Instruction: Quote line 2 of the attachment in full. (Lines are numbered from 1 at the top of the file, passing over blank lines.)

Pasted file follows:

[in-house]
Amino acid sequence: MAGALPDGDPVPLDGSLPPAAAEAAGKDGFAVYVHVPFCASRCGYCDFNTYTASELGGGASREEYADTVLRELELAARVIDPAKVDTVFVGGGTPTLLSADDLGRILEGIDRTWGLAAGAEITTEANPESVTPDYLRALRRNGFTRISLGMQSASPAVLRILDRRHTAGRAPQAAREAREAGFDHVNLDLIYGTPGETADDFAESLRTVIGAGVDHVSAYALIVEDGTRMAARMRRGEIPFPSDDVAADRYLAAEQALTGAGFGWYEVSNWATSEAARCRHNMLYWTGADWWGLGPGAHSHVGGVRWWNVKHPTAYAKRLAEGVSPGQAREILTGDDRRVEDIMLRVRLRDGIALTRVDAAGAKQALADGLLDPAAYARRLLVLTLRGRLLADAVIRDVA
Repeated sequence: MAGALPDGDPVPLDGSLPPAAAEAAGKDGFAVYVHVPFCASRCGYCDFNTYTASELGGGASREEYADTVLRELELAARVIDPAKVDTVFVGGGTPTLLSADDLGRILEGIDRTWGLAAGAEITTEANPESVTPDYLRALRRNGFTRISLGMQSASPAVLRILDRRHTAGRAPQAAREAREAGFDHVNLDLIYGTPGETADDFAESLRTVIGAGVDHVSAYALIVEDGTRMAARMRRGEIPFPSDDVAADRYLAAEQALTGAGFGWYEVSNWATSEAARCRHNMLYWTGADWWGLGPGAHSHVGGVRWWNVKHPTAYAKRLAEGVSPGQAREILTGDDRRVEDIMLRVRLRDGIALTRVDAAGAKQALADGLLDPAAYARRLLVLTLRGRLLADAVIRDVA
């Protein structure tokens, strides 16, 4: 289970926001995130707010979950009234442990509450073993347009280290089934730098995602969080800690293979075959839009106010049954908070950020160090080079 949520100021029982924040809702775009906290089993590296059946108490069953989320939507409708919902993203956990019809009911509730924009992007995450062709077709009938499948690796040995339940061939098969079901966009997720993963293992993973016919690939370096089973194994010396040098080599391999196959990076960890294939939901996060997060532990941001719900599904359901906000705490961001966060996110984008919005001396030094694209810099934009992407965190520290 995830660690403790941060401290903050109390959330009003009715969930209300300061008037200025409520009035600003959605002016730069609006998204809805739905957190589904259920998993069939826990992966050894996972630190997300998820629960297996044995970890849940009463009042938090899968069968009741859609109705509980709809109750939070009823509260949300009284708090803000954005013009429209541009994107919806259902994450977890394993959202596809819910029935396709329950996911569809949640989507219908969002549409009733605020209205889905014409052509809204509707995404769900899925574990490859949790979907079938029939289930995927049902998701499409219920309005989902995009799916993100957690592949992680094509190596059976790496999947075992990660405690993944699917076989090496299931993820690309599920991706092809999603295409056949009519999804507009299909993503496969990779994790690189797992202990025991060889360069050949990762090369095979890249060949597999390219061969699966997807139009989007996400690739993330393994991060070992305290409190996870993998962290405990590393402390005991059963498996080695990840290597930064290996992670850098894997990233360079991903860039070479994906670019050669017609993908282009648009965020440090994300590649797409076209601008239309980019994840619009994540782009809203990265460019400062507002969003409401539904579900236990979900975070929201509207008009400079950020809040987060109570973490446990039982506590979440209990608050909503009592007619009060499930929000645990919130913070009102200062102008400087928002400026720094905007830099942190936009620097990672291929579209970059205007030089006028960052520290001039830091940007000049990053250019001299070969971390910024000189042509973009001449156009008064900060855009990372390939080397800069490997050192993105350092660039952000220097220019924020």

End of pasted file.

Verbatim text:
Amino acid sequence: MAGALPDGDPVPLDGSLPPAAAEAAGKDGFAVYVHVPFCASRCGYCDFNTYTASELGGGASREEYADTVLRELELAARVIDPAKVDTVFVGGGTPTLLSADDLGRILEGIDRTWGLAAGAEITTEANPESVTPDYLRALRRNGFTRISLGMQSASPAVLRILDRRHTAGRAPQAAREAREAGFDHVNLDLIYGTPGETADDFAESLRTVIGAGVDHVSAYALIVEDGTRMAARMRRGEIPFPSDDVAADRYLAAEQALTGAGFGWYEVSNWATSEAARCRHNMLYWTGADWWGLGPGAHSHVGGVRWWNVKHPTAYAKRLAEGVSPGQAREILTGDDRRVEDIMLRVRLRDGIALTRVDAAGAKQALADGLLDPAAYARRLLVLTLRGRLLADAVIRDVA